Rupi Kaur and Instagram Poetry

8
February, 2020
Allison Zhao, Blog Correspondent
Allison Zhao is an aspiring author currently studying at the University of Toronto. She haunts bookstores across the city and is forever on the lookout for beautiful moments.

With the end of 2019 came lists and awards from media outlets about the past ten years in review. Among these was the declaration by The New Republic that Rupi Kaur was their writer of the decade.

Kaur, at only twenty-seven years old, is known as an “Instapoet,” and owes much of her success to her highly popular Instagram account where she publishes short poems accompanied by distinct line drawings. Kaur currently has 3.9 million followers, and her posts alternate between coloured photosoften of Kaur herself—and poems made up of black text on a white background. Social media poetry tends to follow a similar structure: aesthetic, brief, and easily digestible. 

Rupi Kaur, pictured in the New York Times in 2017.

Kaur, at only twenty-seven years old, is known as an “Instapoet,” and owes much of her success to her highly popular Instagram account where she publishes short poems accompanied by distinct line drawings. Kaur currently has 3.9 million followers, and her posts alternate between coloured photosoften of Kaur herself—and poems made up of black text on a white background. Social media poetry tends to follow a similar structure: aesthetic, brief, and easily digestible.

In The New Republic’s article, author Rumaan Alam says bluntly, “Kaur’s writing is not itself to my taste,” citing the “affectation” of using all lower-case letters in her poetry, and gives an example of an “impenetrable” metaphor that Kaur employs – she writes, “did you think i was a city / big enough for a weekend getaway / i am the town surrounding it / the one you’ve never heard of / but always pass through.” Alam in turn notes that the likening of the speaker to a suburb means little to him. Criticism of Kaur’s work tends to follow similar patterns; her writing has been described as shallow, childish, and unfinished. But as Alam explains, perhaps the quality of Kaur’s work and the endless online debate about whether or not it is “good” poetry is not what matters when naming her writer of the decade.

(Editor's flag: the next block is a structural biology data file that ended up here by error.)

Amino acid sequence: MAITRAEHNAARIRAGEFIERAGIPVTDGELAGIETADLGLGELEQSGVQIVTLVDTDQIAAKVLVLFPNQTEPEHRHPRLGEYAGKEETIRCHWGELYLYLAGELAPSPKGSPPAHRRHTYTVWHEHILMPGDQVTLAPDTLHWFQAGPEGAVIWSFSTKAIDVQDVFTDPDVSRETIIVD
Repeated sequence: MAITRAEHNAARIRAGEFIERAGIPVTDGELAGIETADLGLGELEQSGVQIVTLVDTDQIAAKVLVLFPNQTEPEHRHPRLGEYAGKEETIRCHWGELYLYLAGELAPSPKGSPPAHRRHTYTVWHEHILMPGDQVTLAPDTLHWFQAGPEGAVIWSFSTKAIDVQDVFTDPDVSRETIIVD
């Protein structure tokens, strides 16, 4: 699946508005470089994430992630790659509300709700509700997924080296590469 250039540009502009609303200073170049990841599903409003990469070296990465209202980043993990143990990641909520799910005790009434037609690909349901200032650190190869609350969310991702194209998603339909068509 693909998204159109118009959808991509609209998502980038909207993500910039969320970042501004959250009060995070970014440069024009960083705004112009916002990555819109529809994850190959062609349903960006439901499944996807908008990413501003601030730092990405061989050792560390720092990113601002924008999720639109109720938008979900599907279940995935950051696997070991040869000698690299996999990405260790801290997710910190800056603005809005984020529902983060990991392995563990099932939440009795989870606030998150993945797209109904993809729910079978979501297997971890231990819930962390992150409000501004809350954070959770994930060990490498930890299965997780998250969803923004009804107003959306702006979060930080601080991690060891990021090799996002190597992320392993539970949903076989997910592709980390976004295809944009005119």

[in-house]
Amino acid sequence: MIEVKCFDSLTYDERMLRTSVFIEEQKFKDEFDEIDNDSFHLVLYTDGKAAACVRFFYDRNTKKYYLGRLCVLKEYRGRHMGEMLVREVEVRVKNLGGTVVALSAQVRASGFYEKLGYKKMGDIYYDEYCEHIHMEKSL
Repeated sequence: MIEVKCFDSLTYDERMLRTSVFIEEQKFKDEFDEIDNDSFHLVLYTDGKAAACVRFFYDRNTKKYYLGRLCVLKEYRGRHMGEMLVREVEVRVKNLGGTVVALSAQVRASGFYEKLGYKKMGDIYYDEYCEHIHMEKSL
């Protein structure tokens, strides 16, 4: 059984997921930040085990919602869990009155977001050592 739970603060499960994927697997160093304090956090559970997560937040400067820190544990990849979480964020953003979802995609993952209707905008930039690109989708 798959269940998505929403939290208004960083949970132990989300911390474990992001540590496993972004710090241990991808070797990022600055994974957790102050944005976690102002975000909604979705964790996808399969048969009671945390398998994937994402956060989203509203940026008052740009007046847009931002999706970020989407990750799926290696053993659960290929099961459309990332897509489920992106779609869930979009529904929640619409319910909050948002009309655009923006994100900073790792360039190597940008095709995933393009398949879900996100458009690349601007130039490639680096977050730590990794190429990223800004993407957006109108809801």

Kaur was born in India and immigrated to Canada at a young age with her family. Despite the title “writer of the decade,” she only began publishing poetry on Tumblr in 2013, and then Instagram in 2014. Her commercial success, however, has been remarkable: the first of her two poetry collections released in book form, titled milk and honey has sold over two and a half million copies and has been translated into twenty-five languages. She and other Instapoets are credited with contributing to a 76% rise in adults reading poetry between 2012 and 2017. Is it then fair to say that Kaur’s work is not valuable to the literary world?

As Alam explains, what makes Kaur worthy of the title of “writer of the decade” is how thoroughly her work represents today’s young generation and the changing way that they view the world. He writes that for a long-time poetry reader, Kaur’s work may “crumble under traditional critical scrutiny.” That is beside the point: she is not writing for seasoned readers of traditional poetry. Her audience is used to scrolling through posts, and social media and cellphones are a dominant factor in their lives. Kaur’s poems are tailored well for this – they are comprehensible, relatable with minimal effort, and easily reposted or shared. Instagram is not simply a way of advertising her work or connecting further with her readers; it is her publisher, separate from her physical books. The way she releases work and reaches her audience can certainly be considered definitive of the 2010s.